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    Inorganic Chemistry

    Inorganic Chemistry is the examination of the properties and behavior of both inorganic and organometallic compounds. Although, it focuses on all the chemical compounds which do not have an organic (carbon-based) component to them, it is not truly distinct from the study of Organic Chemistry. The applicability of Inorganic Chemistry is not limited to the laboratory as it also heavily extends into the fields of industry, medicine and even agriculture. Inorganic Chemistry explores the basic properties and rules of inorganic compounds, whether it is their patterns in the periodic table or their general behavior in a chemical reaction. The primary challenge, as is with all chemistry disciplines, is knowing when to apply these rules given the chemical system being analyzed. Such an understanding can help predict the type of reaction which occurs, whether it is a combination reaction, decomposition reaction, single displacement reaction and also the outcome of each type of inorganic reaction. Many chemists also combine studying Inorganic Chemistry with Thermodynamics, as an energetic approach towards inorganic reactions has proven to be very useful. For example, a classic concept in the field of inorganic chemistry is the Born-Haber Cycle. Looking at such a process from a thermodynamic point of view can help assess the different levels of reaction energies. Although inorganic chemistry and thermodynamics are considered different disciplines of chemistry, using them together has been useful in providing better information regarding the chemical nature of reactions. Thus, studying Inorganic Chemistry is essential for successful prediction of inorganic chemical behavior. © BrainMass Inc. brainmass.com August 12, 2022, 12:08 pm ad1c9bdddf


    BrainMass Categories within Inorganic Chemistry

    Inorganic Chemical Reactions

    Solutions: 25

    Inorganic Chemical Reactions can be categorized into the following broad categories: combination reactions, decomposition reactions, single displacement reactions and double displacement reactions.

    BrainMass Solutions Available for Instant Download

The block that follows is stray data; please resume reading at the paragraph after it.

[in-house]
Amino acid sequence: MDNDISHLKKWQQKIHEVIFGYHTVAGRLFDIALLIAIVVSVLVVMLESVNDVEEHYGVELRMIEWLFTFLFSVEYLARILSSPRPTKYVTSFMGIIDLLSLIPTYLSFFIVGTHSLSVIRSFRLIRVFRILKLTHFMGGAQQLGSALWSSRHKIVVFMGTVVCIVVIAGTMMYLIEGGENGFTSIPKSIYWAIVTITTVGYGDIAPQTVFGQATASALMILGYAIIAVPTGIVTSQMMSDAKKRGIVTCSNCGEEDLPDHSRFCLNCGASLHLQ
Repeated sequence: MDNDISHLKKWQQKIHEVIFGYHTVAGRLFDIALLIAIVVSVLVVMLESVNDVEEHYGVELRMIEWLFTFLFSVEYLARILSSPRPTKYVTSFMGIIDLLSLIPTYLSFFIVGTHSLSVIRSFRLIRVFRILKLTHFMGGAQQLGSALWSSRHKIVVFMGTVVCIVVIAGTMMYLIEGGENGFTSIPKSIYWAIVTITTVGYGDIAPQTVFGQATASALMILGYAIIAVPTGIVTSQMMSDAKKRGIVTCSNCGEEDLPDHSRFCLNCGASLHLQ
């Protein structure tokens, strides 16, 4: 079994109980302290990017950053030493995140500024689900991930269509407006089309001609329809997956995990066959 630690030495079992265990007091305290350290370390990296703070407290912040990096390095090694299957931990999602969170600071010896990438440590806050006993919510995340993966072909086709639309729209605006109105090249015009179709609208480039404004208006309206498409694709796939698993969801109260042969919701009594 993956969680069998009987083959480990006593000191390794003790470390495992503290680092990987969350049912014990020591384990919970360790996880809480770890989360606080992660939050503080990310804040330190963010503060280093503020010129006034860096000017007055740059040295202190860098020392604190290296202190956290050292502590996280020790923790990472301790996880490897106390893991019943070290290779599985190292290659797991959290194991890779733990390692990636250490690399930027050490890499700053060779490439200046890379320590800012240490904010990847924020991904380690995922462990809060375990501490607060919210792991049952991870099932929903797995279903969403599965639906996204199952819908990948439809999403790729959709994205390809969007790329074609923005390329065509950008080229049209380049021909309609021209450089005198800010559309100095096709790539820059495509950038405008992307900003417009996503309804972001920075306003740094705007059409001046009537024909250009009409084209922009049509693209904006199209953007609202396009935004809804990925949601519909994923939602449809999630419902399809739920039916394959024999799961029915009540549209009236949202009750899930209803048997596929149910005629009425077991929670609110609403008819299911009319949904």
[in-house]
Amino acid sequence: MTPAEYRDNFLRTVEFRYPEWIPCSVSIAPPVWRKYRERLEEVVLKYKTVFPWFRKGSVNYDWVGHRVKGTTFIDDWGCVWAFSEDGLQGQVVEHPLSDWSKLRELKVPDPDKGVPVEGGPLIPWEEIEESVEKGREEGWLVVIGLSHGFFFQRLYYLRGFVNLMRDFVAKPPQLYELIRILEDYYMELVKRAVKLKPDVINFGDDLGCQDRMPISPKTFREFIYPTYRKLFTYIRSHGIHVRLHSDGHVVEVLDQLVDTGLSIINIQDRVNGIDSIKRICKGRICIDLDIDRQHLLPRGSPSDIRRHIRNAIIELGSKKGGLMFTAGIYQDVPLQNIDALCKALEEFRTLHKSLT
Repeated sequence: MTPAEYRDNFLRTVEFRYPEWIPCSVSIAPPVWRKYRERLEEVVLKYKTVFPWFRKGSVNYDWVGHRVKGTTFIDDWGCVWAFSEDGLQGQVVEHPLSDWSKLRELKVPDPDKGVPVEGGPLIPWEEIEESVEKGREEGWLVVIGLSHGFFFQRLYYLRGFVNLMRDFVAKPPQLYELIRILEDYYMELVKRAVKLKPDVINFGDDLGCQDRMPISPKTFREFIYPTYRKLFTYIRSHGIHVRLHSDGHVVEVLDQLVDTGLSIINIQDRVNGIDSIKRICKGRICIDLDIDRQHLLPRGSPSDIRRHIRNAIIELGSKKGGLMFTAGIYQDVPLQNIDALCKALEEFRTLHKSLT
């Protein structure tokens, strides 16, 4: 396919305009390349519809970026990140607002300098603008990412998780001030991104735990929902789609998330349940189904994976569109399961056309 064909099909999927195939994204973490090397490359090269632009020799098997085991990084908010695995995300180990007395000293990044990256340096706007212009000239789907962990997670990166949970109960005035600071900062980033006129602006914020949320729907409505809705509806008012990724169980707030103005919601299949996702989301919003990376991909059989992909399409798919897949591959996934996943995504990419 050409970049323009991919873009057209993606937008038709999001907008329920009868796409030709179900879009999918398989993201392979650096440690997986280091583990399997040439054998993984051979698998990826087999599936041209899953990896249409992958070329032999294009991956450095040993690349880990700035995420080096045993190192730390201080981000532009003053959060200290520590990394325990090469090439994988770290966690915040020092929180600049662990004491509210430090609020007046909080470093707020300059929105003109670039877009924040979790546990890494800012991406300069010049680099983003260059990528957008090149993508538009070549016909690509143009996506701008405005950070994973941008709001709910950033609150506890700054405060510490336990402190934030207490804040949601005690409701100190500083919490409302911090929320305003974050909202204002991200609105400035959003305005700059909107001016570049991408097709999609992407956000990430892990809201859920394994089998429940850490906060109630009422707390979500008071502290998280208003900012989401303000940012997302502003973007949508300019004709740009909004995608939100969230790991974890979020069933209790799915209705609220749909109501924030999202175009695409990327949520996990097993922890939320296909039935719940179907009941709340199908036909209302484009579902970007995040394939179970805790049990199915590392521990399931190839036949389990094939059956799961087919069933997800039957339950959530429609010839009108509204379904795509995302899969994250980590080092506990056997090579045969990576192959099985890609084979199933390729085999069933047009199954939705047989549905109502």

Oxidation State and Isomers in Octahedral Complex

    For questions 5-7, determine the oxidation state of the metal in each of the following complexes. Draw ALL linkage isomers and stereoisomers for each complex CLEARLY showing enantiomers. Where possible, label each isomer as cis, trans, fac, mer, Δ and/or Λ. You must properly use shorthand notation for multidentate ligands.

    Octahedral Complex: oxidation state, isomers and CFSE

    1. Determine is the oxidation state of the metal in each of the following complexes. Draw ALL linkage isomers and stereoisomers for each complex CLEARLY showing enantiomers. Where possible, label each isomer as cis, trans, fac, mer,  and/or . You must properly use shorthand notation for multidentate ligands. Note: do

    Symmetry adapted linear combinations

    Use this example for the following two problems on page 2: l) Projection of the fx(x2-3y2) orbital. Assume the lobes of the orbital are coplanar and the z axis is perpendicular to the page. 1. Consider an atom having the fx(x2-3y2) orbital projection presented above. What d and p orbitals of a second atom would h

    Point group questions

    1. Determine the point group for each of the following molecules and items. Draw a clear picture of each molecule or item and show or clearly describe ALL the symmetry elements necessary to determine the point group. NOTE: Only the connectivity of the atoms determines symmetry, not the bond order between atoms. a) phos

    Chemistry Point Groups

    For questions 1-5 below, determine the point group for each of the following molecules, ions and objects. Draw a clear picture of each molecule, ion and object and clearly show or describe all symmetry elements necessary to determine the point group. Remember, only the connectivity of the atoms determines the symmetry, not the

    Possible cation anion rates for different molecular arrangements

    The question is about the mathematical constrain of the possible cation anion ratios for cubic, octahedral and tetrahedral arrangements. The proof is in the attachment along with the additional questions. http://aerostudents.com/files/materialsAndStructures/MaterialsScienceBookSolutions/CH12.pdf

    Types of Chemical Reactions

    This solution will discuss the 6 major groups of chemical reactions and provide an example and the general formula of each type.


    1. Combustion of 5.13g of ibuprofen a widely used painkiller produces 14.224g CO2, 4.029g H2O. Ibuprofen contains only carbon hydrogen and oxygen atoms. If the molecular weight of ibuprofen is liss than 400g/mol determine the molecular formula. 2. A. From the data on the last page calculate the free energy change for the rea

    EDTA Determinination of Metals

    A mixture of Mn2+, Mg2+ and Zn2+ was analyzed as follows: The 25000 mL sample was treated with 0.25 g of NH3OH+Cl- (hydroxylammonium cgloride, a reducing agent that maintains manganese in the +2 state), 10 mL of ammonia buffer (pH 10), and a few drops of erichrome black T indicator and then duluted to 100 mL. It was warmed to 40

    EDTA-pY3+ Titration Plot

    Consider the titration of 50.0 mL of 0.0110 M Y^3+ (y=yttrium) with 0.0220 M EDTA at pH 5.00. Calculate pY^3+ at the following volumes of added EDTA and sketch the titration curve: (a) 0mL (b) 10.0 mL (c) 25 mL (d) 30.0 mL.

    Calculation of percentage yield of nitrone